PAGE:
City policies typically focus on managing urban systems and functions, like transport networks and housing markets, or pursue outcomes, measured in social, environmental or economic terms. Cities also have a cultural dimension that is harder to quantify and integrate into policy frameworks and governance arrangements. Ultimately, cities exist as physical places that are imbued with layers of meaning, only some of which are addressed in the traditional domains of urban policy.
This Brief on ‘Built Environment Design’ aims to identify the ways the physical built environment and its cultural meanings are addressed in urban policy, and to consider the role of design and design governance in Australian cities. International approaches and perspectives are also considered.
Historically, the design of cities and of major civic buildings has been among the foremost considerations of regimes that have sought to influence the development and governance of cities. Often, civic design and architecture has served to support ideologies and to entrench the power of military and economic elites. Since the so-called ‘failure’ of modernist technocratic planning, design has played a relatively marginal role in urban policy and the production of the built environment. The exception to this has been major ‘city-branding’ projects, where ‘iconic’ buildings or major renewal projects are often used to define and promote a city’s global image.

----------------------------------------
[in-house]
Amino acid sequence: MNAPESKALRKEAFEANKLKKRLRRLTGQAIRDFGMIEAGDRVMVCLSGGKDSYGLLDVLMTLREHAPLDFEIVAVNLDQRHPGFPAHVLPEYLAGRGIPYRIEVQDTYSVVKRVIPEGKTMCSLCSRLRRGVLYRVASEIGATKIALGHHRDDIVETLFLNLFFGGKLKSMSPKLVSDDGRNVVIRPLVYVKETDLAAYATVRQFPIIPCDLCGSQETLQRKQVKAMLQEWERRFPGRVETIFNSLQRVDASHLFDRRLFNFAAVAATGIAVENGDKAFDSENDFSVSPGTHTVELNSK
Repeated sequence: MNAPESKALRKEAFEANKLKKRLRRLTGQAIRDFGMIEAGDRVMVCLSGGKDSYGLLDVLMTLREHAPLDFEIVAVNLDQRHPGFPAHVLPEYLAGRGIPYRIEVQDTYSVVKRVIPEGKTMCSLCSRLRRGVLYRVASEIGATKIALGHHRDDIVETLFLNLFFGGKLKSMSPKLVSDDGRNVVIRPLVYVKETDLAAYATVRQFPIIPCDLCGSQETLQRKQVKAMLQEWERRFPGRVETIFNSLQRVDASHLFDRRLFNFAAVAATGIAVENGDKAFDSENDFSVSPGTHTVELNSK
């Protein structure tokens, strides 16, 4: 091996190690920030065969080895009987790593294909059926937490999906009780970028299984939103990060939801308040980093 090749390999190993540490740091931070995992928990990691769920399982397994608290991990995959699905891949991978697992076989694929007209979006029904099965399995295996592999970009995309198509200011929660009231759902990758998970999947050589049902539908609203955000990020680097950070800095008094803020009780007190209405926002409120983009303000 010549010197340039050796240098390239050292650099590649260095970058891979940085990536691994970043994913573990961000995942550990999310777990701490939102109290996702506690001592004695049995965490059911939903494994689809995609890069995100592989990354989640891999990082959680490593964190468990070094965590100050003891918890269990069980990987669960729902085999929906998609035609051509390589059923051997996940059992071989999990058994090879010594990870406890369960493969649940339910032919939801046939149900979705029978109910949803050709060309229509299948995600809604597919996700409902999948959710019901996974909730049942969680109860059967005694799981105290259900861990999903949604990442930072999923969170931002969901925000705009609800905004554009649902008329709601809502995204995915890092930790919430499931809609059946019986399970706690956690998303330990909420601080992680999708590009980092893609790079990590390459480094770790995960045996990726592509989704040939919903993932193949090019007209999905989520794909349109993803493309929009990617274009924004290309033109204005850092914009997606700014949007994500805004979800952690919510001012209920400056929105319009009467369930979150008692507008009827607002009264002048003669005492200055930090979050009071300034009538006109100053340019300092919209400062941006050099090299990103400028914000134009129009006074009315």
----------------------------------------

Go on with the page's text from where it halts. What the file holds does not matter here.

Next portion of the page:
Through the Davos Declaration (2018), European governments have sought recently to redefine and promote the concept of Baukultur with the acknowledgement that, “the cultural value of the quality of the built environment as a whole, with cultural heritage and contemporary creation being understood as a single entity, is hardly ever defined as a political goal.” The ambition is that jurisdictions would formulate cultural expectations regarding the preservation, design and creation of the built environment “for the common good.”
Most capital city strategic planning policies in Australia contain objectives about built environment quality and promote the role of design in achieving this. Plan Melbourne 2017-2050 calls for ‘a distinctive and liveable city’ among its principle objectives. Similar ideas are contained in A Metropolis of Three Cities under the objective that Sydney be ‘a city of great places.’ In both these Plans, ‘quality design and amenity’ and a ‘well-designed built environment’ are associated, respectively, with these aims.